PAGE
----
From co-op student to deputy director
Carolyn Griner, one of NASAs female pioneers, to retire from Marshall Center
In 1964, Carolyn Griner was one of only three women in technical positions at NASAs Marshall Space Flight Center in Huntsville, Ala. outnumbered by male engineers at a ratio of more than 1,000 to one.
Today, after 36 years of helping America reach new frontiers in space exploration, Griner, now the deputy director of the Marshall Center, has announced plans to retire from NASA at the end of the year.
Griner will take into retirement many history-making memories, including the liftoff of the mammoth Saturn 5 rocket that carried Americans to the Moon; the launch of the first elements of America's first experimental space station, Skylab; the flight of the first and 100 subsequent Space Shuttle missions; and delivering science in space on Spacelab missions all efforts in which she played major roles.
Noting Griners planned retirement, NASA Administrator Dan Goldin presented her with her second Distinguished Service Medal NASAs highest honor. "For the eight and a half years Ive been administrator of this agency, whenever theres an assignment that other people run from, Carolyn goes for it," Goldin said, citing Griners numerous contributions for "this agency and this country."
As deputy director since 1994, Griner assists the Marshall Center director in managing a broad range of propulsion, space science and materials research and development activities in support of the space program.
Griner has come a long way since setting her sights in the 1960s on the then predominantly male field of engineering. Although it was uncommon to find a woman in a technical position, she said her gender didnt make a difference. "With everything we wanted to accomplish at Marshall, we all needed four sets of hands."
However, Griner believes the arrival of more female engineers and scientists in the workplace makes it easier for todays professional women to network and find role models.
During her career at NASA, she witnessed other changes, including widespread advances in technology and changes in management styles.
Among the most striking change, says Griner, was the advent of computers and calculators. "When you look at what we accomplished with manual tools like the slide rule, its really amazing," she says. "Now, I probably have more computing power on my desktop computer than we had in 1965 in all of NASA."
In addition to technological advances, she has seen an evolution in management styles: "There is more of a participatory environment today. Now, its more common to draw from the talents of people on all levels."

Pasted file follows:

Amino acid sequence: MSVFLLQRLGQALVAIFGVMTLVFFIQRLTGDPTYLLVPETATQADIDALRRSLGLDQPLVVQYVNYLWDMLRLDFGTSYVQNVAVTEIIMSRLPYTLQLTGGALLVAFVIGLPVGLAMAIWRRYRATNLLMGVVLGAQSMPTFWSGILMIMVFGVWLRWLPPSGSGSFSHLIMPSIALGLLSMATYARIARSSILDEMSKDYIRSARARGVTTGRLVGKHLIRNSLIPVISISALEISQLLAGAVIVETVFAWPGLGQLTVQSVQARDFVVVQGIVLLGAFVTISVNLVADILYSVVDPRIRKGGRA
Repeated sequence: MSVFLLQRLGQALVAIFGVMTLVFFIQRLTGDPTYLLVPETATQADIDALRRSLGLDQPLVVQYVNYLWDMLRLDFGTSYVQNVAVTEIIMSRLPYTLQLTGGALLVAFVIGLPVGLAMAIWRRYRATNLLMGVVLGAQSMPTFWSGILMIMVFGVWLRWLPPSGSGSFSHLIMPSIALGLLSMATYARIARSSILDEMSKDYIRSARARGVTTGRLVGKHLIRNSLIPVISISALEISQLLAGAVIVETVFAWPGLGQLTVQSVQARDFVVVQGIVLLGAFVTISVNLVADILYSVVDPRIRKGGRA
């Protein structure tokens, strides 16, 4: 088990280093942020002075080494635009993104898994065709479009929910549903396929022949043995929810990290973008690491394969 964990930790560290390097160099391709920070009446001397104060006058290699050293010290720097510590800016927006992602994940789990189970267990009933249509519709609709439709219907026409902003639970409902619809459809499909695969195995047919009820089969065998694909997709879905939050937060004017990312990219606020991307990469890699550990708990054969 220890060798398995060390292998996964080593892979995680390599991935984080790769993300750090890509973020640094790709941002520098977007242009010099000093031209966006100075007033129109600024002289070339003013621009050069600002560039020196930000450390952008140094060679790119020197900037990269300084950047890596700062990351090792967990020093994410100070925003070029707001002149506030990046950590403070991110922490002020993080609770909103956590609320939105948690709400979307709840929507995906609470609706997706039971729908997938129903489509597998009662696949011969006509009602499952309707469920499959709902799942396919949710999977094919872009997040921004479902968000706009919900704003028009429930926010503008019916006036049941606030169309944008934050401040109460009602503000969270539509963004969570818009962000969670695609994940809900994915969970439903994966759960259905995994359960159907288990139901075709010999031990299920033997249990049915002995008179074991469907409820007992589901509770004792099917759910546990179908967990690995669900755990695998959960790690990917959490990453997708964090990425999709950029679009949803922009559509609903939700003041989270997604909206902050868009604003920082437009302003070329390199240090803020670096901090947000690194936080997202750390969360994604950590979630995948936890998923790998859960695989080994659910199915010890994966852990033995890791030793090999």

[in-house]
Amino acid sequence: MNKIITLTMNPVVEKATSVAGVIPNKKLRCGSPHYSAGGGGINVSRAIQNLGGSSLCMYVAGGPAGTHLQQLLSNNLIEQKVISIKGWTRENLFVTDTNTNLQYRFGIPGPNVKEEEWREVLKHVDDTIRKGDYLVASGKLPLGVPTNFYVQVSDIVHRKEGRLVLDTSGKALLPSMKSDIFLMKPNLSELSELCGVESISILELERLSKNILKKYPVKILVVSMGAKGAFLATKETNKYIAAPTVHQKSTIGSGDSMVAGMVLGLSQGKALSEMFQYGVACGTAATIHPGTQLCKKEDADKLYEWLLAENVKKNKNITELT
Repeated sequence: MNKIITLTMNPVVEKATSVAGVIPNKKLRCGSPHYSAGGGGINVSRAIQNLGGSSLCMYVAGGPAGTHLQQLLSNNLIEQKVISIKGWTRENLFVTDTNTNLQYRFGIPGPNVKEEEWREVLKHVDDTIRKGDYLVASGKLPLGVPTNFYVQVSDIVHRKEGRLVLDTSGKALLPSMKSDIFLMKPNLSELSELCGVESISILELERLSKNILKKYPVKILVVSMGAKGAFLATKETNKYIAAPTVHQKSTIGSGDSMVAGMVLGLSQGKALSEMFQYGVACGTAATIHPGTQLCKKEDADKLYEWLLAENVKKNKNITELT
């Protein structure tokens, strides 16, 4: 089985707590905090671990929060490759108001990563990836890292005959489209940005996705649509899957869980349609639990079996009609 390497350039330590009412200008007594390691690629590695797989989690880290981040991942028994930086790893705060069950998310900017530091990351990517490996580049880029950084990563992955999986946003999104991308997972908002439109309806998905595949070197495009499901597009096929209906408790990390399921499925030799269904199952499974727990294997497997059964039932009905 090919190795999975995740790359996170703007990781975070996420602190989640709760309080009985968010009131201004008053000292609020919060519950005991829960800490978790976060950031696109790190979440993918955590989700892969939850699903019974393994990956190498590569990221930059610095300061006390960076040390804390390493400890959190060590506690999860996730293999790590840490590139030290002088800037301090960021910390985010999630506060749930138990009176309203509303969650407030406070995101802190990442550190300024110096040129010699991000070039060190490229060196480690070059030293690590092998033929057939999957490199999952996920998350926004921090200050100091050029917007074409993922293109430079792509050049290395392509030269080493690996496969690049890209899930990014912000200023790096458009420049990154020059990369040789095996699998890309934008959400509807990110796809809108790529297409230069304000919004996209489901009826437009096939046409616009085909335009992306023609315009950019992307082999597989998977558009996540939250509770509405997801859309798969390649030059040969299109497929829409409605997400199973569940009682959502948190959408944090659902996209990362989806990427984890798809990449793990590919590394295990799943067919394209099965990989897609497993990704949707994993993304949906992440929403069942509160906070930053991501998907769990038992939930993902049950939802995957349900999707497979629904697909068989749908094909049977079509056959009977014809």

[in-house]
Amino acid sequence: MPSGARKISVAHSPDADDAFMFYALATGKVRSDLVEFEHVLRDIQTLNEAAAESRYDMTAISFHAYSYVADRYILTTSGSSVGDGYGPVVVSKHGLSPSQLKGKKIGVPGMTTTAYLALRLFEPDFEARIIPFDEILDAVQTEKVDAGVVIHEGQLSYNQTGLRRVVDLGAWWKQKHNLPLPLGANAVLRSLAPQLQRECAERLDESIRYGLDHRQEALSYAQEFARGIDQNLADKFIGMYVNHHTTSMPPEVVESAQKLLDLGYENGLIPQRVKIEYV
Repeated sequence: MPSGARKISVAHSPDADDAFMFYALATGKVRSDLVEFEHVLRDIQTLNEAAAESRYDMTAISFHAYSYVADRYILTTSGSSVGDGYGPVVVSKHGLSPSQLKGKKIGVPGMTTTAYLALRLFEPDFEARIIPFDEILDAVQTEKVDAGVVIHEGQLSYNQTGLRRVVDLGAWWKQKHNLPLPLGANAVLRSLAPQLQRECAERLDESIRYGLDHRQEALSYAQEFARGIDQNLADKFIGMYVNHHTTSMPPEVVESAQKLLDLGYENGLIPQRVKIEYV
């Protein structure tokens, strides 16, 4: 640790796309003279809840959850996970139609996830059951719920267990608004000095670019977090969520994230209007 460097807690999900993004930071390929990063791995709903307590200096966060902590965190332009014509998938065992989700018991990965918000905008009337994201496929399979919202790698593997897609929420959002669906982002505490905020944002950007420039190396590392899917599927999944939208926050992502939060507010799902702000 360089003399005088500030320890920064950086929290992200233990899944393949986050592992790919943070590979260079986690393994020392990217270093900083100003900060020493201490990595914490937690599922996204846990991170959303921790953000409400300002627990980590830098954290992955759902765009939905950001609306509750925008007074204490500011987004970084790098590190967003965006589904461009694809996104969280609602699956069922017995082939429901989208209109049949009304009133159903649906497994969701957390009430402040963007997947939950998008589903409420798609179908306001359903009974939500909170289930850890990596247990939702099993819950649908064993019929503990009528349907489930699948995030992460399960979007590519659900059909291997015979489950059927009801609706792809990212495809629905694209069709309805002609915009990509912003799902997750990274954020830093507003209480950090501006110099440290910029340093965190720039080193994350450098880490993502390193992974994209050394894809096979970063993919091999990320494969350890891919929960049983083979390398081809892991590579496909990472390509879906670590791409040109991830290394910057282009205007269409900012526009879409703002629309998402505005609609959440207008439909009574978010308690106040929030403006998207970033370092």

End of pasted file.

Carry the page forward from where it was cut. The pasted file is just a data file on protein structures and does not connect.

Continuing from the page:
Settling on the "right" time to retire was not an easy matter, Griner says. "I could not make this decision without knowing that Marshall would continue to succeed in meeting the needs of this country. I believe our countrys future in space depends on this Center. It has the vision, the plan, the skills and the people."
"Most of all, I will miss the people," she says. "I was 18 when I came here, and this is family. After so many years, I feel like Im running away from home. I feel privileged to have played a role in what Marshall has accomplished."
Griner joined the space agency in 1964 as a co-op student and progressed to positions of increasing responsibility within several key program areas, including the Space Station Utilization Division at NASA Headquarters and the Spacelab 3 mission.
Prior to being named deputy director, her most significant assignments included serving as director of the Marshall Center Mission Operations Laboratory and managing the Marshall Payload Projects Office. Griner also served as acting director of the Marshall Center for nine months in 1998.
Griners numerous awards include the Presidential Rank of Meritorious Executive (twice), the Presidential Rank of Distinguished Executive (twice), the NASA Exceptional Leadership Medal, the NASA Exceptional Service Medal (twice) and the Distinguished Service Medal (twice).
She has a bachelors degree in astronautical engineering from Florida State University in Tallahassee and completed graduate work in industrial and systems engineering at the University of Alabama in Huntsville.
Griner attributes much of her success to her family. "To be successful in a two-career family, its been a real partnership with my spouse and children. My husband has been a true partner through thick and thin."
She and her husband, Donald Griner, have three grown children Kimberly Webb, David Griner and Stacy Taylor and two grandchildren.
No decision has been made on who will replace Griner as deputy director.